Saturday, 13 September 2014

Update, September 2014

So many things to update about... I'll try to keep this reasonably brief and readable.

1. I went to visit our land for three days back in May. I hadn't managed to get there since August 2012 - not for lack of desire. I really felt I needed to do some surveying, largely because of the need for establishing some waterworks on the land, partly because of some missing measurements around the house, but also because of the permaculture principle of observe and interact.

Our tree bog, March 2012 and May 2014
It was really an eye-opener. I really did need to get back on the land. I realised that although I'd walked round and round it several times, all the research and thinking I'd done had really changed the way I could see. The first thing I saw was the need for animals - firstly because it's such a big space and there's so much growth we need animals to help us manage it, otherwise we'll be forever scything - and secondly because the soil seems so poor and sandy we'll really need the animal manure to help rebuild it's fertility.

2. I've finished my Permaculture Design Certificate (PDC) Course with Geoff Lawton and the Permaculture Research Institute in Australia. This was an amazing experience. I'd already done a PDC in Leeds in 2009, with loads of interactive sessions, creative groupwork, local visits, etc. I was initially a bit sceptical that an online course mainly presented in front of a whiteboard and based on the 25 year old Permaculture: A Designer's Manual could be really so good. Happily my worries proved unfounded, and by the end of the course I felt really well prepared and qualified for starting my more practical permaculture future (and hopefully career).

I'm open to sharing my design project, which is an initial permaculture design for OrchardyHaven, so get in touch if you want to see more, but the key image is this:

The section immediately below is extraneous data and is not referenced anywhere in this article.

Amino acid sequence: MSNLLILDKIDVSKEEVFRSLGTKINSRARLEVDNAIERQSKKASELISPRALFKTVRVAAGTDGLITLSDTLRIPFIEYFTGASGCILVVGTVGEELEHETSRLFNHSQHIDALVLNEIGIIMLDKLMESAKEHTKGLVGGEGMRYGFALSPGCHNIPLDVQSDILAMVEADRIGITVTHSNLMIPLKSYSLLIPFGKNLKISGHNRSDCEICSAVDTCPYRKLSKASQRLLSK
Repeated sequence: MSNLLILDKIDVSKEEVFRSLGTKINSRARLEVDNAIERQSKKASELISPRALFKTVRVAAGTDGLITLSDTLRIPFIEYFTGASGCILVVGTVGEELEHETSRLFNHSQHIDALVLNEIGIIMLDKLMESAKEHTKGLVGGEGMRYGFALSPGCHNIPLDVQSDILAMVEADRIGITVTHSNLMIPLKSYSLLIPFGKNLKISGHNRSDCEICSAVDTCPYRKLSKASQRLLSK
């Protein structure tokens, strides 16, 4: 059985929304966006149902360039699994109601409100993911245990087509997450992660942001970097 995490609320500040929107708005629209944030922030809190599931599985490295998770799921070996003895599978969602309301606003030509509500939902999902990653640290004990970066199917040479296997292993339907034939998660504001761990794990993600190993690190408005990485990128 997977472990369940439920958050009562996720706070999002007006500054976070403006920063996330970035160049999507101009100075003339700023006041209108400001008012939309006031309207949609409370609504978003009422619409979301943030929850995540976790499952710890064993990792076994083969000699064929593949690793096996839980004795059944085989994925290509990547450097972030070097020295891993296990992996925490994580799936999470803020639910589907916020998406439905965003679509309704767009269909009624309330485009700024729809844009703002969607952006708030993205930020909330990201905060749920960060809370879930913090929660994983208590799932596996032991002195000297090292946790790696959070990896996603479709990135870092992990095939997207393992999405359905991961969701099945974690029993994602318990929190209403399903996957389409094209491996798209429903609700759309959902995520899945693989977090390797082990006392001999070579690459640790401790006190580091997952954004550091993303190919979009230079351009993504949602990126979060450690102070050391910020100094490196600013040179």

It starts with a swale on the longest highest contour, which is then followed by a new access track. There are swales on contour throughout the land, slowing and managing water. There are planned ponds (see my previous post), including one on the bottom right of the image near the high point of the land, fed from a new well with hopefully a wind or solar pump. This will give a water source with 9m of head pressure by the time it reaches our house and kitchen garden. There are loads of young dwarf mountain pine which don't seem very useful on our land except as filling for hugel beds where we'll be doing a lot of growing, especially vegetables and soft fruit but also a lot more hopefully. And it carries on this way down the hill... (I'm sure I'll post more on the other details later.)

3. With this kind of out of the way we've been planning in more detail what we'll be doing when we get there permanently. We won't be able to live on site straight away, but we'll be close. We can quite quickly get water supply sorted out. We have a pump and a well and a power source. We'll install a temporary tank on the wall above the well and plumb in an outdoor sink. We'll build a rocket stove for water heating and we've got loads of good dry fuel for it. Then we'll get to work on the Goat Shed: digging out, insulating and redoing the floor, insulating the roof and walls probably with straw, bringing in water and electricity supplies and building a rocket mass heater. There's enough space there to make it like a small home, and certainly a comfortable base for us and any volunteers to work on site.

By September 2015 we aim to have cleaned out the well properly, probably dug it deeper, capped it properly, and have an underground pipe running from it to the Goat Shed to avoid freezing in winter.

There's lots of work to be done building an outdoor shower and an outdoor kitchen for the hot summer months, getting the workshop into shape, etc. We'll probably aim to get underway on the main house building in the spring of 2016. Can we finish it in a year? It would be nice to think so but I guess it's more realistic to expect two years as we can't afford to pay builders to come in and do the work for us.


Ok, that'll do for now. Hopefully more soon.


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